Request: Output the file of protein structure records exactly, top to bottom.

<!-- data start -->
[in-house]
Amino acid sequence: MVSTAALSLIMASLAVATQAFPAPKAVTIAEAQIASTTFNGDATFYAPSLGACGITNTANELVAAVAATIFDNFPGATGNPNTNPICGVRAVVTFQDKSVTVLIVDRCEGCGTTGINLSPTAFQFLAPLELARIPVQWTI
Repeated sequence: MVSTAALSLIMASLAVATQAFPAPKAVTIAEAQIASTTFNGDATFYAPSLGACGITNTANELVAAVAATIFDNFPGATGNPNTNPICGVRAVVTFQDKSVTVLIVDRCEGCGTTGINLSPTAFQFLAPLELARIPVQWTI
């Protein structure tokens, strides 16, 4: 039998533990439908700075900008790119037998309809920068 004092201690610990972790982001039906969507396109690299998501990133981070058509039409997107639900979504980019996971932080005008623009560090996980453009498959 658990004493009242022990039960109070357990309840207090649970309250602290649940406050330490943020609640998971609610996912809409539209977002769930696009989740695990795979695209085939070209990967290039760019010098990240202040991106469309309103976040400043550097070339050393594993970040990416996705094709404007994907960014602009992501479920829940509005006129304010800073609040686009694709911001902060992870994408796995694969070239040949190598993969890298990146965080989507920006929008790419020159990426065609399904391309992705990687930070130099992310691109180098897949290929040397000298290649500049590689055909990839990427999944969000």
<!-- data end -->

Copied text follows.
[in-house]
Amino acid sequence: MVSTAALSLIMASLAVATQAFPAPKAVTIAEAQIASTTFNGDATFYAPSLGACGITNTANELVAAVAATIFDNFPGATGNPNTNPICGVRAVVTFQDKSVTVLIVDRCEGCGTTGINLSPTAFQFLAPLELARIPVQWTI
Repeated sequence: MVSTAALSLIMASLAVATQAFPAPKAVTIAEAQIASTTFNGDATFYAPSLGACGITNTANELVAAVAATIFDNFPGATGNPNTNPICGVRAVVTFQDKSVTVLIVDRCEGCGTTGINLSPTAFQFLAPLELARIPVQWTI
């Protein structure tokens, strides 16, 4: 039998533990439908700075900008790119037998309809920068 004092201690610990972790982001039906969507396109690299998501990133981070058509039409997107639900979504980019996971932080005008623009560090996980453009498959 658990004493009242022990039960109070357990309840207090649970309250602290649940406050330490943020609640998971609610996912809409539209977002769930696009989740695990795979695209085939070209990967290039760019010098990240202040991106469309309103976040400043550097070339050393594993970040990416996705094709404007994907960014602009992501479920829940509005006129304010800073609040686009694709911001902060992870994408796995694969070239040949190598993969890298990146965080989507920006929008790419020159990426065609399904391309992705990687930070130099992310691109180098897949290929040397000298290649500049590689055909990839990427999944969000």